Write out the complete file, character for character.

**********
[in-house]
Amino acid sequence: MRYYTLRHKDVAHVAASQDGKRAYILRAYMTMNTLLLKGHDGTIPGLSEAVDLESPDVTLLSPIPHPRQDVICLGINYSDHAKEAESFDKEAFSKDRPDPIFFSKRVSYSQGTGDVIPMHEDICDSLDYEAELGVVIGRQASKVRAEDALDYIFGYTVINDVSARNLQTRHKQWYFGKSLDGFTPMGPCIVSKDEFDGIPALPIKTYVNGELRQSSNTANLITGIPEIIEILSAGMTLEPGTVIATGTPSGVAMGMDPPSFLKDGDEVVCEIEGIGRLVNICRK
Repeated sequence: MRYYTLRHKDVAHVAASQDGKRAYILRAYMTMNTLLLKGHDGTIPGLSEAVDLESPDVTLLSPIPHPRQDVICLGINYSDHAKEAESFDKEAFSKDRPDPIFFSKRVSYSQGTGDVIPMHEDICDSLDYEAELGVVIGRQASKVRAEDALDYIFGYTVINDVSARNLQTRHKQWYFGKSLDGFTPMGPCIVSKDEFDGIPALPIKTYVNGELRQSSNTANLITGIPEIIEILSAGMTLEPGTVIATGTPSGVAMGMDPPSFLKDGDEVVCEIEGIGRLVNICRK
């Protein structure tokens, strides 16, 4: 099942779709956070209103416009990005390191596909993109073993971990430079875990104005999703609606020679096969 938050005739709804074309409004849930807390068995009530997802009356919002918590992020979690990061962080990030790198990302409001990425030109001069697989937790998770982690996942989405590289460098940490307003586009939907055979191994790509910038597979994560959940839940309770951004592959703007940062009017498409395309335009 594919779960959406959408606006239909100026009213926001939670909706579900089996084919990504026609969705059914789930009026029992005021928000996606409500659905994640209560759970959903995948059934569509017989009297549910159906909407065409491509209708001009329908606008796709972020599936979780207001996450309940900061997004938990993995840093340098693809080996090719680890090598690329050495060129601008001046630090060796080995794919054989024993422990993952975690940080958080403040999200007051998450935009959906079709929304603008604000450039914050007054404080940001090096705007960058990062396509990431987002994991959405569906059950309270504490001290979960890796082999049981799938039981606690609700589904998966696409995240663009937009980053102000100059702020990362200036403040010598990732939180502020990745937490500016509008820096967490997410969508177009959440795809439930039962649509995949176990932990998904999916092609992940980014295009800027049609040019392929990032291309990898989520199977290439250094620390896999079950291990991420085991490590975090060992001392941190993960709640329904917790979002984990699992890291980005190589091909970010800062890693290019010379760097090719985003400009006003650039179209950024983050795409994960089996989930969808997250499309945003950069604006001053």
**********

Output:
[in-house]
Amino acid sequence: MRYYTLRHKDVAHVAASQDGKRAYILRAYMTMNTLLLKGHDGTIPGLSEAVDLESPDVTLLSPIPHPRQDVICLGINYSDHAKEAESFDKEAFSKDRPDPIFFSKRVSYSQGTGDVIPMHEDICDSLDYEAELGVVIGRQASKVRAEDALDYIFGYTVINDVSARNLQTRHKQWYFGKSLDGFTPMGPCIVSKDEFDGIPALPIKTYVNGELRQSSNTANLITGIPEIIEILSAGMTLEPGTVIATGTPSGVAMGMDPPSFLKDGDEVVCEIEGIGRLVNICRK
Repeated sequence: MRYYTLRHKDVAHVAASQDGKRAYILRAYMTMNTLLLKGHDGTIPGLSEAVDLESPDVTLLSPIPHPRQDVICLGINYSDHAKEAESFDKEAFSKDRPDPIFFSKRVSYSQGTGDVIPMHEDICDSLDYEAELGVVIGRQASKVRAEDALDYIFGYTVINDVSARNLQTRHKQWYFGKSLDGFTPMGPCIVSKDEFDGIPALPIKTYVNGELRQSSNTANLITGIPEIIEILSAGMTLEPGTVIATGTPSGVAMGMDPPSFLKDGDEVVCEIEGIGRLVNICRK
């Protein structure tokens, strides 16, 4: 099942779709956070209103416009990005390191596909993109073993971990430079875990104005999703609606020679096969 938050005739709804074309409004849930807390068995009530997802009356919002918590992020979690990061962080990030790198990302409001990425030109001069697989937790998770982690996942989405590289460098940490307003586009939907055979191994790509910038597979994560959940839940309770951004592959703007940062009017498409395309335009 594919779960959406959408606006239909100026009213926001939670909706579900089996084919990504026609969705059914789930009026029992005021928000996606409500659905994640209560759970959903995948059934569509017989009297549910159906909407065409491509209708001009329908606008796709972020599936979780207001996450309940900061997004938990993995840093340098693809080996090719680890090598690329050495060129601008001046630090060796080995794919054989024993422990993952975690940080958080403040999200007051998450935009959906079709929304603008604000450039914050007054404080940001090096705007960058990062396509990431987002994991959405569906059950309270504490001290979960890796082999049981799938039981606690609700589904998966696409995240663009937009980053102000100059702020990362200036403040010598990732939180502020990745937490500016509008820096967490997410969508177009959440795809439930039962649509995949176990932990998904999916092609992940980014295009800027049609040019392929990032291309990898989520199977290439250094620390896999079950291990991420085991490590975090060992001392941190993960709640329904917790979002984990699992890291980005190589091909970010800062890693290019010379760097090719985003400009006003650039179209950024983050795409994960089996989930969808997250499309945003950069604006001053």